Horizon: Zero Dawn – The Frozen Wilds DLC Review

Well that was a mouthful.

I’ve made it no secret that I love Horizon: Zero Dawn, so imagine my delight when Sony presented the trailer for The Frozen Wilds at E3 this year.

To all other developers out there, this is how you do DLCThe Frozen Wilds is a substantial addition to Horizon: Zero Dawn, which can be accessed once the player completes the quest, A Seeker at the Gates (when Aloy becomes a Seeker and can venture out from the Embrace). Don’t you fret about retreading any areas you’ve been to, because this adventure takes Aloy to an entirely new area to learn more about the Banuk, and to figure out what the hell is going on in the north. Namely, why there are new, menacing machines on the prowl in Banuk lands.

Baby, It’s Cold Outside

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Taking shelter to escape the snow for a while

The Banuk territory Aloy heads to in The Frozen Wilds is inhospitable, both because of the environment and the machines that reside there. The entire region is appropriately named, since it’s blanketed in snow and ice, and it’s wild as well. The machines you’ll run into aren’t the run-of-the-cauldron types. These are new beasts, with all manners of dangerous tricks.

It’s true that you won’t find yourself running up against nothing but new threats though. There are the normal types of enemies, such as Scrappers, Longlegs, and whatnot roaming around, but those enemies are no slouches either. They’re liable to rip your face off even quicker than their southern counterparts. It’s definitely recommended that you only head north once you’ve hit level 30 for this reason.

It’s worth mentioning as well that the new area is gigantic. Taking place in the distant future of Yellowstone National Park, that immense size is pretty appropriate. It isn’t the same in size as the original map, but still rather large; it looks to be about a sixth the size of it. Additionally, there’s quite a bit to do, with Aloy taking part in a wide range of activities. Some will be familiar to players, like collecting items for exchange with merchants and hunting challenges. Others involve disabling Control Towers, or as I like to call them, flower towers.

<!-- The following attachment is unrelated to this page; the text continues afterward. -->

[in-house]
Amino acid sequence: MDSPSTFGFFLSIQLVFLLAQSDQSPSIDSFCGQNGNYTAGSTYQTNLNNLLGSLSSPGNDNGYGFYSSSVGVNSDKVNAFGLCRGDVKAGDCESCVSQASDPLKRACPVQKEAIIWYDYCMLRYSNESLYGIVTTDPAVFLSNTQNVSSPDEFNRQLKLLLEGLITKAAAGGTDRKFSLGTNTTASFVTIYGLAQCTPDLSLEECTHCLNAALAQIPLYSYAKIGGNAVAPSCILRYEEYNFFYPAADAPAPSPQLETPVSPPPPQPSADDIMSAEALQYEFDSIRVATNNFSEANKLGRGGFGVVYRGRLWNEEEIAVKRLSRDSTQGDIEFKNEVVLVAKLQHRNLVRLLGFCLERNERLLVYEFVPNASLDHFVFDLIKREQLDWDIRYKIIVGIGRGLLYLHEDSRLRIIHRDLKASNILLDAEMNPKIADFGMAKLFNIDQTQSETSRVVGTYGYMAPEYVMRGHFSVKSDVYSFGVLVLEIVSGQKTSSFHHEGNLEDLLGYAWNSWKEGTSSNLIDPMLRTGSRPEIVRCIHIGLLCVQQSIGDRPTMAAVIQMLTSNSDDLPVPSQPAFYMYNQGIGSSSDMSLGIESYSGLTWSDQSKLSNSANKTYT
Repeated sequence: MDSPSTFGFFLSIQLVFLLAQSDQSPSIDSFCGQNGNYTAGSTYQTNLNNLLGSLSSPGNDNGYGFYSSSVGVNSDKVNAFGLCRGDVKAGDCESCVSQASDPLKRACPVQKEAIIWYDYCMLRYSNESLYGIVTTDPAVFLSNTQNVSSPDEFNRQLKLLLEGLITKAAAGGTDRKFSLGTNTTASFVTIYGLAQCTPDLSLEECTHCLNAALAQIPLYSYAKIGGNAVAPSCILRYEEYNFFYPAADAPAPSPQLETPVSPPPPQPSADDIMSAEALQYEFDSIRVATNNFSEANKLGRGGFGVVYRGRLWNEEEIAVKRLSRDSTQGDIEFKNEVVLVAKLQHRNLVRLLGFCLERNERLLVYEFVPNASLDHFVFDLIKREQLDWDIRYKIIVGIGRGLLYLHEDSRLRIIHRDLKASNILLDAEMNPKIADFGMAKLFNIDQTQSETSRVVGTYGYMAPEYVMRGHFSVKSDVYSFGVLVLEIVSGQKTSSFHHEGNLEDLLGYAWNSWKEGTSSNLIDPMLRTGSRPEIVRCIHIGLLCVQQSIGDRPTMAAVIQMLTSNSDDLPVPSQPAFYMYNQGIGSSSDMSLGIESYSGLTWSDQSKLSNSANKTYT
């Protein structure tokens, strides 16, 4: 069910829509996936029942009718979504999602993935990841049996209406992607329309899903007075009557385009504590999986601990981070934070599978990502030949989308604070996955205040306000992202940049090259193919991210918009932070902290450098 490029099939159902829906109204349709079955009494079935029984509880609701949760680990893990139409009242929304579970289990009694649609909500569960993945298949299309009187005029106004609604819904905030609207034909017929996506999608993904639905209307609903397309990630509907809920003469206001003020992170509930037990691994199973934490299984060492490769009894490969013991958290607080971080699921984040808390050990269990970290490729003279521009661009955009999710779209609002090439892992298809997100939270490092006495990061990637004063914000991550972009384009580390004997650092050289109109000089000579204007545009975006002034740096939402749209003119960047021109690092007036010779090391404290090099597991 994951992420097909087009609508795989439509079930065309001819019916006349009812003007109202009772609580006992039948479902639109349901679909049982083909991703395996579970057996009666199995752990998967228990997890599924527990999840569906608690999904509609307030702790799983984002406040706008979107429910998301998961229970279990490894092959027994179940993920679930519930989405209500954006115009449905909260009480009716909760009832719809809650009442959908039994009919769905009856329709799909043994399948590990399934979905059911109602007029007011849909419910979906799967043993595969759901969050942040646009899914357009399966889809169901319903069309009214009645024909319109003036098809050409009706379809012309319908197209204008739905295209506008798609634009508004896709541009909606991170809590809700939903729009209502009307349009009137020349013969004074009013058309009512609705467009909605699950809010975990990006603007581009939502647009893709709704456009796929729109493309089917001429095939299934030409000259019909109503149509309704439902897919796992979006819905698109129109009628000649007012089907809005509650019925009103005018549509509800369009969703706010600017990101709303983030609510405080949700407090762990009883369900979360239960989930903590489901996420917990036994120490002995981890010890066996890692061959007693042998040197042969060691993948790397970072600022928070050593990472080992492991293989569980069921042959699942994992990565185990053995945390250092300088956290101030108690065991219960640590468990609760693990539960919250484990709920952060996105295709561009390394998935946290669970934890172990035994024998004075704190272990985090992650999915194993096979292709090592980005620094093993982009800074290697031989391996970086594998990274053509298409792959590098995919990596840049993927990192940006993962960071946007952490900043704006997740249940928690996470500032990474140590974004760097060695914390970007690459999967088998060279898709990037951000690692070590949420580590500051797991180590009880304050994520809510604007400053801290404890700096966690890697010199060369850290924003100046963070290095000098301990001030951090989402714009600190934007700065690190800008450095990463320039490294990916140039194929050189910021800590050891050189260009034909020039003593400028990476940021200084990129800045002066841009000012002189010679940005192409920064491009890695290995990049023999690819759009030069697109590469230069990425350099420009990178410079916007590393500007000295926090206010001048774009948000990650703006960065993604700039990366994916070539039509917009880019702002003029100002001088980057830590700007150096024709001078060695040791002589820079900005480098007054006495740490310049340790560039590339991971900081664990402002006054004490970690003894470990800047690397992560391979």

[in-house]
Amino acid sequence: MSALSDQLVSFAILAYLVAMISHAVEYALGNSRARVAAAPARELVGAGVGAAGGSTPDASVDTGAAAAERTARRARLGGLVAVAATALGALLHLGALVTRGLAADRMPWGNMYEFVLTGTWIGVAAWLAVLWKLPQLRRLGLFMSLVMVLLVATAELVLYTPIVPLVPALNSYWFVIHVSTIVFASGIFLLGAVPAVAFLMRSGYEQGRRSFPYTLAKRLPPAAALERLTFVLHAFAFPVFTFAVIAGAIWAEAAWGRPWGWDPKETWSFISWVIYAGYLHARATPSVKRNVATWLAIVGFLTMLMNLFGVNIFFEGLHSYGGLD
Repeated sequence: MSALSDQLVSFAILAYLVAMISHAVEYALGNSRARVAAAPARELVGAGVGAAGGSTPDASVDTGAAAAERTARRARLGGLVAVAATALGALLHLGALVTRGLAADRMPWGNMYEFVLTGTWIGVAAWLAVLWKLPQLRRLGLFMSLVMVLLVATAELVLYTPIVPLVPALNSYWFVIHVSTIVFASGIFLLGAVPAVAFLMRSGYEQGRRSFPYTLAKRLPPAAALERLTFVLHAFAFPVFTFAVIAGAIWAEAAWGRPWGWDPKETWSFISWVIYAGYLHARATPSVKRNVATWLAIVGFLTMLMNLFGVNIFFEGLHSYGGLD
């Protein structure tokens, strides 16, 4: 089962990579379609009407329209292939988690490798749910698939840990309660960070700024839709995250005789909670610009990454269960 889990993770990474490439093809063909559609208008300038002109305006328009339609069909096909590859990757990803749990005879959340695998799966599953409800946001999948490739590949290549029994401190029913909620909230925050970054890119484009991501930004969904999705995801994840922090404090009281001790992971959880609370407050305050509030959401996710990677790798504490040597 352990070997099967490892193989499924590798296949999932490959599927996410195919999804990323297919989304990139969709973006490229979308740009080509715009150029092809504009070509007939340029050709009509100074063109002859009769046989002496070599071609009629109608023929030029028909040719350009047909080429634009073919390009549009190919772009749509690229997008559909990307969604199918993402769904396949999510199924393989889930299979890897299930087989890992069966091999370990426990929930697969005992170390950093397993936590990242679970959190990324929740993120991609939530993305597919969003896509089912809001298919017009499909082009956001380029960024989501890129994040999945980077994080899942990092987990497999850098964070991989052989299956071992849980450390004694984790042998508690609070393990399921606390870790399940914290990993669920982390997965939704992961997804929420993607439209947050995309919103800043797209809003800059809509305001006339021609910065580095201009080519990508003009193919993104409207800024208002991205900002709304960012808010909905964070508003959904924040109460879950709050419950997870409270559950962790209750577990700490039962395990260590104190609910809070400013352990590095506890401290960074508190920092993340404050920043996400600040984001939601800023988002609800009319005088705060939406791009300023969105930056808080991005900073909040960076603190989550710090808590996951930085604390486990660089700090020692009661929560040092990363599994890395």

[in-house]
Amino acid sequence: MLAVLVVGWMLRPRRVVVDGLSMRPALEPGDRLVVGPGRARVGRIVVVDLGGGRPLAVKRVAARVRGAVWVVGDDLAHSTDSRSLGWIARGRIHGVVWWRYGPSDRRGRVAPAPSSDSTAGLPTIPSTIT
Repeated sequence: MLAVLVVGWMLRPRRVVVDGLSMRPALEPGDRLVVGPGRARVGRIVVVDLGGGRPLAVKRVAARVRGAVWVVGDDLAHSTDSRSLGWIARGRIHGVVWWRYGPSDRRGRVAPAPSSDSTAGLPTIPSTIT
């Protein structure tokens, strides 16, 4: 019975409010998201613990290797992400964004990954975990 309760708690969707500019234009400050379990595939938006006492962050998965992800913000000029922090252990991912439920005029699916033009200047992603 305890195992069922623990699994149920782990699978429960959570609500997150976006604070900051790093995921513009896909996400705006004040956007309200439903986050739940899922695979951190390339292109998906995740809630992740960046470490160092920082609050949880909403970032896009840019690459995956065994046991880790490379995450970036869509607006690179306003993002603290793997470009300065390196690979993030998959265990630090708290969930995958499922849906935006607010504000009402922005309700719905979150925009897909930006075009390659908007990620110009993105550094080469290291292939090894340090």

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Flower tower power

Those flower towers dot the area, and are generally surrounded by machines. It isn’t as easy as just running in and destroying the machines guarding the towers. The flower towers periodically heal machines friendly to them, while immobilizing any machines friendly to Aloy.

Speaking of machines, the new variety of enemies in Banuk territory are exceedingly dangerous. They behave like the corrupted versions, making them immune to overriding and having larger health pools, in addition to dealing out more damage. The new enemies are even more volatile. For instance, the first new baddie you run into is called a Scorcher, and well… it does well to hold up to its name. At the very least, Aloy won’t be cold when going up against a Scorcher.

Perhaps the only complaint I have with the gameplay is that Aloy seems unfazed by the cold, regardless of her complaints to the contrary. I would’ve enjoyed a mechanic that penalized swimming in the ice-cold waters; something like a health drain for being submerged. I know it’s just a game, but it seems odd to me that she’d be fine in the sub-zero temperatures despite being soaked to the bone in frigid waters.